Diplomatic Trump

Though Trump eulogised Modi throughout his brief Indian visit and took care not to criticise the government on any issue, he sent subtle messages to the Opposition as he spoke of India transforming itself into an economic power house in the past decades. Not just that, he also praised India for taking 216 million people out of poverty in the past decades, thus not restricting his certificate just to the Modi era!

An important feature of Trump's India visit is that even during this trip which was entirely political from his perspective and geared to his re-election bid six months later, he didn't lose focus on the biggest American strategic imperative: Countering and containing China.

Trump played his China card very subtly and dexterously. Let's elaborate on this important point. For example, while complimenting India for becoming an economic powerhouse in the past seven decades, he mentioned that India's rise has been peaceful and not through "coercion" like the case with another power. Read China for "another power" in this context.

He talked about the Strategic Quadrilateral and dwelt upon the need for India to come forward and do its bit.

Advantage India

For the uninitiated in international diplomacy, the Quadrilateral, or simply the Quad, is a four-nation strategic architecture comprising the US, Japan, Australia and India, largely to counter China. Moreover, Trump talked about the Blue Dot Network (BDN), a strategic issue duly reflected in the joint statement released at the end of Trump's India visit. Herein, he urged India to pro-actively participate in the BDN, which is supposed to be a rival to China's ambitious Belt and Road Initiative (or BRI).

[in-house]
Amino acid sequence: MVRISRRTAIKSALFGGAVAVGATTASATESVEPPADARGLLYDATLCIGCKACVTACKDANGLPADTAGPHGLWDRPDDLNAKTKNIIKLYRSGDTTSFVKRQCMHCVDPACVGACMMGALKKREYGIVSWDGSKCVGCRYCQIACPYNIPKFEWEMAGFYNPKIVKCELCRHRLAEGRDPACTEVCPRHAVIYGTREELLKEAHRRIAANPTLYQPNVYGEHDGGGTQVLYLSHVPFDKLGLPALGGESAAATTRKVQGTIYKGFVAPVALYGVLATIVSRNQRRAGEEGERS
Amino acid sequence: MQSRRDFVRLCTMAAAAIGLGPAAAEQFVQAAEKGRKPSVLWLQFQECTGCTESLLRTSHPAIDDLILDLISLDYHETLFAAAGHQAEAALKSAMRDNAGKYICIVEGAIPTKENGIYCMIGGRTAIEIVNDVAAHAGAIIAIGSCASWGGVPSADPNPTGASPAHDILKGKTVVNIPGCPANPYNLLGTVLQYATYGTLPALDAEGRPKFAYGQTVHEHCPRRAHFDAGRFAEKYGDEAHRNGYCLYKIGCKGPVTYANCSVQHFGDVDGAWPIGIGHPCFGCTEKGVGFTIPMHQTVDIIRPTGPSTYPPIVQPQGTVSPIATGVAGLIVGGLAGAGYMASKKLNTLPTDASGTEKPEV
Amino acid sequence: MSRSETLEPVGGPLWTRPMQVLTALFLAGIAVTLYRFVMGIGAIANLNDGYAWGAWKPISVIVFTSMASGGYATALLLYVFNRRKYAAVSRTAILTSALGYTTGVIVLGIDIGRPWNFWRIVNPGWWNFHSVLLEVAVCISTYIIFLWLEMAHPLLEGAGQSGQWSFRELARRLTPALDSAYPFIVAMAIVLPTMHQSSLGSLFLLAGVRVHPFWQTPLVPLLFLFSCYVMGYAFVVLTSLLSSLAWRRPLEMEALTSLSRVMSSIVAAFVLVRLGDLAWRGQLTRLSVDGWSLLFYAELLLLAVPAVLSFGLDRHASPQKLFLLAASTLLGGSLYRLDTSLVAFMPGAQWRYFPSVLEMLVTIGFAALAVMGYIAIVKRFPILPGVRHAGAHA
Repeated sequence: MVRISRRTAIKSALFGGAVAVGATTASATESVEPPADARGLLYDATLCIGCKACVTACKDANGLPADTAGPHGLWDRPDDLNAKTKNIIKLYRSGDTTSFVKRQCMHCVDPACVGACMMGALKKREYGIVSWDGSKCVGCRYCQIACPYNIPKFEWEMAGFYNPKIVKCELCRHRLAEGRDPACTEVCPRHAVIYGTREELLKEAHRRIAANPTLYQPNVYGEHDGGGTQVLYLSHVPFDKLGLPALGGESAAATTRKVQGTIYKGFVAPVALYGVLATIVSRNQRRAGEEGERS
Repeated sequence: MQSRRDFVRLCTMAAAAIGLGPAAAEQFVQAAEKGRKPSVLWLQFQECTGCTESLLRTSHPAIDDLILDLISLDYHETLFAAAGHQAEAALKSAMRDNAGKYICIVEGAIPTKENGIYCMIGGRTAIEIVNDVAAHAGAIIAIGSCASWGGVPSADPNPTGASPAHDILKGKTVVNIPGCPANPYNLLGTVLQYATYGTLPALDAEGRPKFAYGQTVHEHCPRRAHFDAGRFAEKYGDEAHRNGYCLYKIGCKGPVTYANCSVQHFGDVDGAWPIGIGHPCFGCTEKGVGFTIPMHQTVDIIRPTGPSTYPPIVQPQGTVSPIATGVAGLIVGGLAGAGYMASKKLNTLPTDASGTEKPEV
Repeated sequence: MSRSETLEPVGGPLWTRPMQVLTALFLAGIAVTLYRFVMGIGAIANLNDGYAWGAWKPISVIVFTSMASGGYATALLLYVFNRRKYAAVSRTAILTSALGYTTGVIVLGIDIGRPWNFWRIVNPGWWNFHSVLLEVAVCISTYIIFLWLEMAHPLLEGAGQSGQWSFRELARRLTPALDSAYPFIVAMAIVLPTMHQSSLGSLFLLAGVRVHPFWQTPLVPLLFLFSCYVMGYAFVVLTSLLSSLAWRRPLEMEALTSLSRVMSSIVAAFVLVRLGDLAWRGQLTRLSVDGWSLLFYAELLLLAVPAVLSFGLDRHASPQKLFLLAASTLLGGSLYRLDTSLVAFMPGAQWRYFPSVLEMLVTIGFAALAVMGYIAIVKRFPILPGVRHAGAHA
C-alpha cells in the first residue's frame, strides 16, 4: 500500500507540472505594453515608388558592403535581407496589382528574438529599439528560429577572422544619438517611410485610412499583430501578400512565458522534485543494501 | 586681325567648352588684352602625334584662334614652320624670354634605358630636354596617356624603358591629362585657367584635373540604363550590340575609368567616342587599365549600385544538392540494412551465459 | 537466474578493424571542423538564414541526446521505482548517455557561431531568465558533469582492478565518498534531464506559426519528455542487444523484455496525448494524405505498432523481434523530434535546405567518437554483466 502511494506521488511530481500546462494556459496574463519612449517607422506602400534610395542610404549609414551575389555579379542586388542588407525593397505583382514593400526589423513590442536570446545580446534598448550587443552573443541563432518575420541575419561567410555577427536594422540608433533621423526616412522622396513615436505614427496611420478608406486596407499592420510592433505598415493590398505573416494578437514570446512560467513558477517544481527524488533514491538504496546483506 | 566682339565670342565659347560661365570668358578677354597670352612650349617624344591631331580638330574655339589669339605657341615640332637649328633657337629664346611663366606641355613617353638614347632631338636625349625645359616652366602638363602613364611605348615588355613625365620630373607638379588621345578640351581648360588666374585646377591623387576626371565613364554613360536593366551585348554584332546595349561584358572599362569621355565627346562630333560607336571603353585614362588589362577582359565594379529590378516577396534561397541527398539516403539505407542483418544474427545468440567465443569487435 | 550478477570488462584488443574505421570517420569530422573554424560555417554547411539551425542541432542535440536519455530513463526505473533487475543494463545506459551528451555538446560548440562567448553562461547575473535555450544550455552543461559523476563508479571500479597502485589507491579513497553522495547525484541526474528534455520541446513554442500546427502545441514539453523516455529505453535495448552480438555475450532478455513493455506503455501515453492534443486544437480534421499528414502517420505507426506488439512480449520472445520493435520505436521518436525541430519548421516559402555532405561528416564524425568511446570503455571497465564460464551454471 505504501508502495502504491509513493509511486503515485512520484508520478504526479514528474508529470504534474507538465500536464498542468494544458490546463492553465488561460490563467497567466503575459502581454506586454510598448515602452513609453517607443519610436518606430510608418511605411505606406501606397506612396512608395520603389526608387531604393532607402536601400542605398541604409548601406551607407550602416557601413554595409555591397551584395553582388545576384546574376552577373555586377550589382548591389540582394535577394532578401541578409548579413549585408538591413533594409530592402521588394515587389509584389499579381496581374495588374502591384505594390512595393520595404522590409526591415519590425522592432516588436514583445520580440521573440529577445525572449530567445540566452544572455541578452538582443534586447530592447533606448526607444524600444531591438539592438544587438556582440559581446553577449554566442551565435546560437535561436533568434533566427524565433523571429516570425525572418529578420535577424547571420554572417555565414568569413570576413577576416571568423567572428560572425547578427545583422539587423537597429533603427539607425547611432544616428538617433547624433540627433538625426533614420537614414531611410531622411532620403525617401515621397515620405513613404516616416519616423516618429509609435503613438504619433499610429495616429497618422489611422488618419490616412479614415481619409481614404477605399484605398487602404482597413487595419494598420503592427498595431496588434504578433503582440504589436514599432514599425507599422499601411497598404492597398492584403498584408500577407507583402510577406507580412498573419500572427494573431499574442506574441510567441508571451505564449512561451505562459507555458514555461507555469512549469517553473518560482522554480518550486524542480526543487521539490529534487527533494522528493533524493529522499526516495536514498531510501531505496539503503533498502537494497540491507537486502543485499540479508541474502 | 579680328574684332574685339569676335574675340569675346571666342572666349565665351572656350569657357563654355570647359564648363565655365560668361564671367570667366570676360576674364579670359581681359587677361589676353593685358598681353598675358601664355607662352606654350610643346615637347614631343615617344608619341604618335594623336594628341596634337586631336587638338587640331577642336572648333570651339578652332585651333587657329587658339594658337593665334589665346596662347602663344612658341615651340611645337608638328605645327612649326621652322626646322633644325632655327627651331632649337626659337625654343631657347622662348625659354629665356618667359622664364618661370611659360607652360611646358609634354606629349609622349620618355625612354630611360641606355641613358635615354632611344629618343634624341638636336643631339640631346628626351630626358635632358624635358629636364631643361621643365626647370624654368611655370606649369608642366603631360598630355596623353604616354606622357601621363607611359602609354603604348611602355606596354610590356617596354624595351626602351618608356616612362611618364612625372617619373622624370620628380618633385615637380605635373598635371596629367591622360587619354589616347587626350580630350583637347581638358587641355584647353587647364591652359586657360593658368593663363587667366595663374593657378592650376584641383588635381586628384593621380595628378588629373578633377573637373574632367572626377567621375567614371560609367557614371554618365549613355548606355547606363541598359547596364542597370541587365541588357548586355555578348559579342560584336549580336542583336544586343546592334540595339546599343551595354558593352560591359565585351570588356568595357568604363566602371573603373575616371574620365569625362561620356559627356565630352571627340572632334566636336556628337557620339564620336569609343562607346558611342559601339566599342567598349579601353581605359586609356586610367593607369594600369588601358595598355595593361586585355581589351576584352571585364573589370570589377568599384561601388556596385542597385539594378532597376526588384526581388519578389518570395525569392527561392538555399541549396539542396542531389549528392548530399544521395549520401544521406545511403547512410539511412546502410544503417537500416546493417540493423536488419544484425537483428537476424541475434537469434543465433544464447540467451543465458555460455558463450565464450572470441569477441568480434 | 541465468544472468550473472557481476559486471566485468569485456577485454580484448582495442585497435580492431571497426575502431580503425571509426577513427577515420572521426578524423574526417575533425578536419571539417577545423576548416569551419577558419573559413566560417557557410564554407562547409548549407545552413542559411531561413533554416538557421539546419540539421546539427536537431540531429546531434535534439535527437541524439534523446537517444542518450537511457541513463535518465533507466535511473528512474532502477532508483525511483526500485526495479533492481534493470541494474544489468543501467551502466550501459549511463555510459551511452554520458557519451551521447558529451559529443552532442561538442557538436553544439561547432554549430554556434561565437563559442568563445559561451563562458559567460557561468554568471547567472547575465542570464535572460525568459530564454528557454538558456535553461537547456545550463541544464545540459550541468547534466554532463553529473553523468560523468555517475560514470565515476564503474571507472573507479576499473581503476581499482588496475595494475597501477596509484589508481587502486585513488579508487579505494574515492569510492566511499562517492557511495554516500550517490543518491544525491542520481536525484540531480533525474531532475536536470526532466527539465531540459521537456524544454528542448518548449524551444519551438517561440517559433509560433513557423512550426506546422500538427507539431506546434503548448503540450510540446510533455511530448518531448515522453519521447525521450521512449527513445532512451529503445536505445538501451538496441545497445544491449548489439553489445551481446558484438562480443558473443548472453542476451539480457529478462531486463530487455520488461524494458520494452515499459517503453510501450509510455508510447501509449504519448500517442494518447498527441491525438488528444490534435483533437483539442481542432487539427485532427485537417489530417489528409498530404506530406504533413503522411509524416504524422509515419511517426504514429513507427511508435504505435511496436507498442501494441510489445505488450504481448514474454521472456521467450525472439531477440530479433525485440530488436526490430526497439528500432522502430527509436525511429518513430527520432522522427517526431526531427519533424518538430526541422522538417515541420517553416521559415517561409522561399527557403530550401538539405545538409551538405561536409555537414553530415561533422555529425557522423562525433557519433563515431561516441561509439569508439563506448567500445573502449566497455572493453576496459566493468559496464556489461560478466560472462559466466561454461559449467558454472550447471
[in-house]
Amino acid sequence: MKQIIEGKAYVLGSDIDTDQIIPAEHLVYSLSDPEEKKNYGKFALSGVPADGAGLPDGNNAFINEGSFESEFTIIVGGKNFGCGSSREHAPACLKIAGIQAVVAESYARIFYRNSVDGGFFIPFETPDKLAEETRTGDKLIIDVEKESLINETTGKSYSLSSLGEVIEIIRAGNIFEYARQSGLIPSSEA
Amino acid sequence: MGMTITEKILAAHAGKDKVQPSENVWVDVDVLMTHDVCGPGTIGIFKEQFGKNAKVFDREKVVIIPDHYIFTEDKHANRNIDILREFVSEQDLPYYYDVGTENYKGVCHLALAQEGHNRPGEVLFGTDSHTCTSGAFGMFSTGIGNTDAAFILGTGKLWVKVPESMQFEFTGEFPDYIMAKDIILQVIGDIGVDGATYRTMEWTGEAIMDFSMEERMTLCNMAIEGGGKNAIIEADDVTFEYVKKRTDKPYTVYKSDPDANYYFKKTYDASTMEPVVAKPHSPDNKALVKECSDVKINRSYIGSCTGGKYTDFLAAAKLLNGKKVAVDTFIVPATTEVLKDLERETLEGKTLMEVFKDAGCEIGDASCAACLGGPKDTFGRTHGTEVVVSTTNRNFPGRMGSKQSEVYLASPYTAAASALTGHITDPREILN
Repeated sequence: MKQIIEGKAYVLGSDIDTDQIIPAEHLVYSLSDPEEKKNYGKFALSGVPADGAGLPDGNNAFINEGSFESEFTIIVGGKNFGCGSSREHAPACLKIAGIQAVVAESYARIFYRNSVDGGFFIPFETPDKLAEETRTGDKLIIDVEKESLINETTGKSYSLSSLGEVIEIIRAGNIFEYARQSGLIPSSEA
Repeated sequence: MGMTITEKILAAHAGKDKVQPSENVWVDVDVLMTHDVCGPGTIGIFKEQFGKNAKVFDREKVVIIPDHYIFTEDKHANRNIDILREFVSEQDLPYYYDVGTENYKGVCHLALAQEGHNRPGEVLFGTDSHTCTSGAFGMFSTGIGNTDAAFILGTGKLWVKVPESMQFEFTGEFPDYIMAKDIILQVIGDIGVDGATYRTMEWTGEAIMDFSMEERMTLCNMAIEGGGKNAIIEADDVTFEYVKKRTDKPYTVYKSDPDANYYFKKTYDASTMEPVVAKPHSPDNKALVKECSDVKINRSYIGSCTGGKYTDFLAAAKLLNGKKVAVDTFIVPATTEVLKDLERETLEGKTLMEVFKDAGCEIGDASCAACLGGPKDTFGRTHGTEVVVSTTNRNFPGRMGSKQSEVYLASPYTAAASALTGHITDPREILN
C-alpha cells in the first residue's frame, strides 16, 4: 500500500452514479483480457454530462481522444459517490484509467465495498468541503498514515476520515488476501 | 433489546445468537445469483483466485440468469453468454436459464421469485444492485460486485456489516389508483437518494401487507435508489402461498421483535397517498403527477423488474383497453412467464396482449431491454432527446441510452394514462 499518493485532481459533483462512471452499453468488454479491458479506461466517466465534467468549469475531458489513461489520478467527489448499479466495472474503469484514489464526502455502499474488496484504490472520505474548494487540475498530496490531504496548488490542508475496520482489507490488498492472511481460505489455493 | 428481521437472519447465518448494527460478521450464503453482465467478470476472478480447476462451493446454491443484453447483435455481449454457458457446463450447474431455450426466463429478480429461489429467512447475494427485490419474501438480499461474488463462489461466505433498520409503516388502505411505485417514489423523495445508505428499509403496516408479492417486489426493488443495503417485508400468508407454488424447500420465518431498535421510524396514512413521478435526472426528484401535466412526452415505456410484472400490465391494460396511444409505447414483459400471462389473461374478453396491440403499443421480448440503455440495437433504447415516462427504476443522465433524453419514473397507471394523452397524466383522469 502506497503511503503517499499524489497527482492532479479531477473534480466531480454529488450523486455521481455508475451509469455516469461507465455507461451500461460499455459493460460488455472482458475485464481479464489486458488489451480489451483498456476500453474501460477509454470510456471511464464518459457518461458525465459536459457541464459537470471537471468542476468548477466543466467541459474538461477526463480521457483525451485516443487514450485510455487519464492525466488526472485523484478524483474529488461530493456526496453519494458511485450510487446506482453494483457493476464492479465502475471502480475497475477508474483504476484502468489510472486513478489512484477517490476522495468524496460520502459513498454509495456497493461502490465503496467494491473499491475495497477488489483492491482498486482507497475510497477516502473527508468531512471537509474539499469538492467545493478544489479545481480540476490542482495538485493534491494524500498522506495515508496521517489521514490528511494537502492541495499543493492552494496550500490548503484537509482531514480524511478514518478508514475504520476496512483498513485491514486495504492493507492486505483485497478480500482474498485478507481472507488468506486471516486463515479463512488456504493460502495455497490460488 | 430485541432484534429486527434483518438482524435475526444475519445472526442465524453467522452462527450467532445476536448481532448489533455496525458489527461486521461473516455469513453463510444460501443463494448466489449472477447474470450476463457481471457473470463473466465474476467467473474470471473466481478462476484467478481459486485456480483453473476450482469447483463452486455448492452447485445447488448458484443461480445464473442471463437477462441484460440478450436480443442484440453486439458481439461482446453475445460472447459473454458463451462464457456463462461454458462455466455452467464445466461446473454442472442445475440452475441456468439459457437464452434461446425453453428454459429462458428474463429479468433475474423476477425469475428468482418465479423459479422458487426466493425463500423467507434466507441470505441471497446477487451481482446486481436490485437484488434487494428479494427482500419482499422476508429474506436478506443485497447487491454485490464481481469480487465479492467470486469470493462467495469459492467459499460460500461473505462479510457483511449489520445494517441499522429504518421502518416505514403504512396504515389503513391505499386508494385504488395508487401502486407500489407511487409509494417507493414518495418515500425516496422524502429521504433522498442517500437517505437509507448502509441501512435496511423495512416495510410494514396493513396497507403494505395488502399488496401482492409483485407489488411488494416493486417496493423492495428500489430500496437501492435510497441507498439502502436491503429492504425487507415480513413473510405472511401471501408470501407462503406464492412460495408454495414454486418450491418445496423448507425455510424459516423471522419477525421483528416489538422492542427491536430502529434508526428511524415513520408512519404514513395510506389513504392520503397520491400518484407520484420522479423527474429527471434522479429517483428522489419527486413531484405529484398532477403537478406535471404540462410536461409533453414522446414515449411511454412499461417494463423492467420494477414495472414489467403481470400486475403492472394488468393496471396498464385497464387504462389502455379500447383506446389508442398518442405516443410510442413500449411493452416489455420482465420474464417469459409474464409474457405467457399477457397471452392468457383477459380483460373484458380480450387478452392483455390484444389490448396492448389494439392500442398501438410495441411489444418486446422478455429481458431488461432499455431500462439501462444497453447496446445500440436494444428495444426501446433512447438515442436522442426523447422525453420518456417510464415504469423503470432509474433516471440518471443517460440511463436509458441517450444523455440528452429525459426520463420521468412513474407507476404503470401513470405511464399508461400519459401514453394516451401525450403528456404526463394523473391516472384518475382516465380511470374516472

Though unlike BRI, the BDN is only a certification authority for infrastructure projects and doesn't extend loans or finance infrastructure or any other projects. Unlike the BRI, which has at least 73 countries as its partners, the BDN currently comprises just three countries - the US, Japan and Australia. The US wants India as the fourth member state. India has formally stated its position of not joining the BRI, but hasn't opened its cards yet about the BDN. In all probability, India would join the BDN architecture in due course.

Trump must be complimented for projecting and propagating the well-known strategic imperative of countering China. At the same time, he carefully did so without referring to China by name. Who won and who lost in the strategic game of one-upmanship, as Trump came calling to India? India can rightfully claim the tag of being a winner in the diplomatic sense for the reasons cited above. It must go to India's credit that despite his previous track record, Trump didn't embarrass the hosts. On the contrary, he went on eulogising Modi and India! This in itself is a big achievement from the Indian perspective.

(Courtesy of Mail Today)

Also read: Coming up Trumps


Rajeev Sharma Rajeev Sharma @kishkindha

The writer is an independent journalist and a strategic analyst.